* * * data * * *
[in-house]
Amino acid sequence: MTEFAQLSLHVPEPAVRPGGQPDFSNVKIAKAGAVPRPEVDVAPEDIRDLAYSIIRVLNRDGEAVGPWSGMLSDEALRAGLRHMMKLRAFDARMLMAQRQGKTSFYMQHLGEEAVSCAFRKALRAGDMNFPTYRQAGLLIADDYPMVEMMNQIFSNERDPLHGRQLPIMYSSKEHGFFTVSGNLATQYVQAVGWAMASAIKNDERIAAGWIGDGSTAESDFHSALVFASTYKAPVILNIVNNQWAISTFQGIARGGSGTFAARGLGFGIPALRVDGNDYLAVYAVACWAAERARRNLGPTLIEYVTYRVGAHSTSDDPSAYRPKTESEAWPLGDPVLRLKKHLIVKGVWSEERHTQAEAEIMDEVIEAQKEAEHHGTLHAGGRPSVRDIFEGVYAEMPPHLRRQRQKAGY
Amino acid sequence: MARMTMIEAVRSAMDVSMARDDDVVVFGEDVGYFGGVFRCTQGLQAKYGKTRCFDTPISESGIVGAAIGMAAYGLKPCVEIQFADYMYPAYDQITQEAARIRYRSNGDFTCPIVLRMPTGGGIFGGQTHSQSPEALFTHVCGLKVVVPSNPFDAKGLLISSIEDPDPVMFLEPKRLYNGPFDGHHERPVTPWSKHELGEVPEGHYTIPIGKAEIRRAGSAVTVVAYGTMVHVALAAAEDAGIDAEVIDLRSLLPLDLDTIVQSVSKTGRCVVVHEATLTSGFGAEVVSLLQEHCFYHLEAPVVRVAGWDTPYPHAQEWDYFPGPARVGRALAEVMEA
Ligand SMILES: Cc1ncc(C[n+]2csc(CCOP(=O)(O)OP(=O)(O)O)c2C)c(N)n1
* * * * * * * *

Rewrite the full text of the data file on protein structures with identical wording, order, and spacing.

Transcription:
[in-house]
Amino acid sequence: MTEFAQLSLHVPEPAVRPGGQPDFSNVKIAKAGAVPRPEVDVAPEDIRDLAYSIIRVLNRDGEAVGPWSGMLSDEALRAGLRHMMKLRAFDARMLMAQRQGKTSFYMQHLGEEAVSCAFRKALRAGDMNFPTYRQAGLLIADDYPMVEMMNQIFSNERDPLHGRQLPIMYSSKEHGFFTVSGNLATQYVQAVGWAMASAIKNDERIAAGWIGDGSTAESDFHSALVFASTYKAPVILNIVNNQWAISTFQGIARGGSGTFAARGLGFGIPALRVDGNDYLAVYAVACWAAERARRNLGPTLIEYVTYRVGAHSTSDDPSAYRPKTESEAWPLGDPVLRLKKHLIVKGVWSEERHTQAEAEIMDEVIEAQKEAEHHGTLHAGGRPSVRDIFEGVYAEMPPHLRRQRQKAGY
Amino acid sequence: MARMTMIEAVRSAMDVSMARDDDVVVFGEDVGYFGGVFRCTQGLQAKYGKTRCFDTPISESGIVGAAIGMAAYGLKPCVEIQFADYMYPAYDQITQEAARIRYRSNGDFTCPIVLRMPTGGGIFGGQTHSQSPEALFTHVCGLKVVVPSNPFDAKGLLISSIEDPDPVMFLEPKRLYNGPFDGHHERPVTPWSKHELGEVPEGHYTIPIGKAEIRRAGSAVTVVAYGTMVHVALAAAEDAGIDAEVIDLRSLLPLDLDTIVQSVSKTGRCVVVHEATLTSGFGAEVVSLLQEHCFYHLEAPVVRVAGWDTPYPHAQEWDYFPGPARVGRALAEVMEA
Ligand SMILES: Cc1ncc(C[n+]2csc(CCOP(=O)(O)OP(=O)(O)O)c2C)c(N)n1